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New Year's Day

New Year's Day 2018 and 2019

New Year’s Day is a public holiday throughout Germany, and together with New Year’s Eve this celebration, marked by lavish parties and traditional food, is a favorite for millions of Germans each year.

YearDateDayHolidayState
20181 JanMonNew Year's DayNational
20191 JanTueNew Year's DayNational

Celebrating January 1, the first day of the Gregorian calendar, is a common holiday the world over, but the German people bring a unique flavor and excitement to the celebration. New Year’s Eve, known in Germany as Silvester, begins the festivities on the evening of December 31. Named for Saint Silvester, a fourth century Pope, Silvester celebrations often include champagne or “Sekt”, a German sparkling wine, and sumptuous meals.

Traditional fare includes “midnight soup”, often lentils or beans with sausage, and a platter of carp or herring with cabbage. Early Germans believed this meal, held at least in part until midnight, would lead to abundance in the New Year. Other foods include meats, cheeses and sweets, often marzipan in the shape of pigs or ladybugs, believed to confer good luck.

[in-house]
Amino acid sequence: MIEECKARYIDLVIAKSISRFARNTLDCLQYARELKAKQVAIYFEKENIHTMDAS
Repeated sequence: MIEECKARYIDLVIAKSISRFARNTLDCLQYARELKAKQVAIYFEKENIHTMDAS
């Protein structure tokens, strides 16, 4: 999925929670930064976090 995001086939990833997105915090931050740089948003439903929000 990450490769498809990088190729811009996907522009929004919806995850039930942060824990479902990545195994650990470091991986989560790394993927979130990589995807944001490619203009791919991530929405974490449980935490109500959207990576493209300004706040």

The Silvester celebration is a lively social gathering of family and friends, and midnight is marked with loud displays of fireworks or firecrackers, and often with traditional drums, whip cracking and the banging of kitchen pots believed in early Teutonic tradition to drive away evil winter spirits.

The celebration continues on New Year’s Day with more family gatherings and parties. Food plays a prominent role throughout the holiday, and one tradition is to serve jelly donuts including one or two filled with mustard as a good-natured prank for some unsuspecting guest. Another popular tradition is “Bleigiessen” or fortune telling by dropping bits of molten lead into water to cool. The shape of the cooled lead indicates events to come, such as a ring or heart foretelling a wedding, or a horse shoe foretelling luck in business.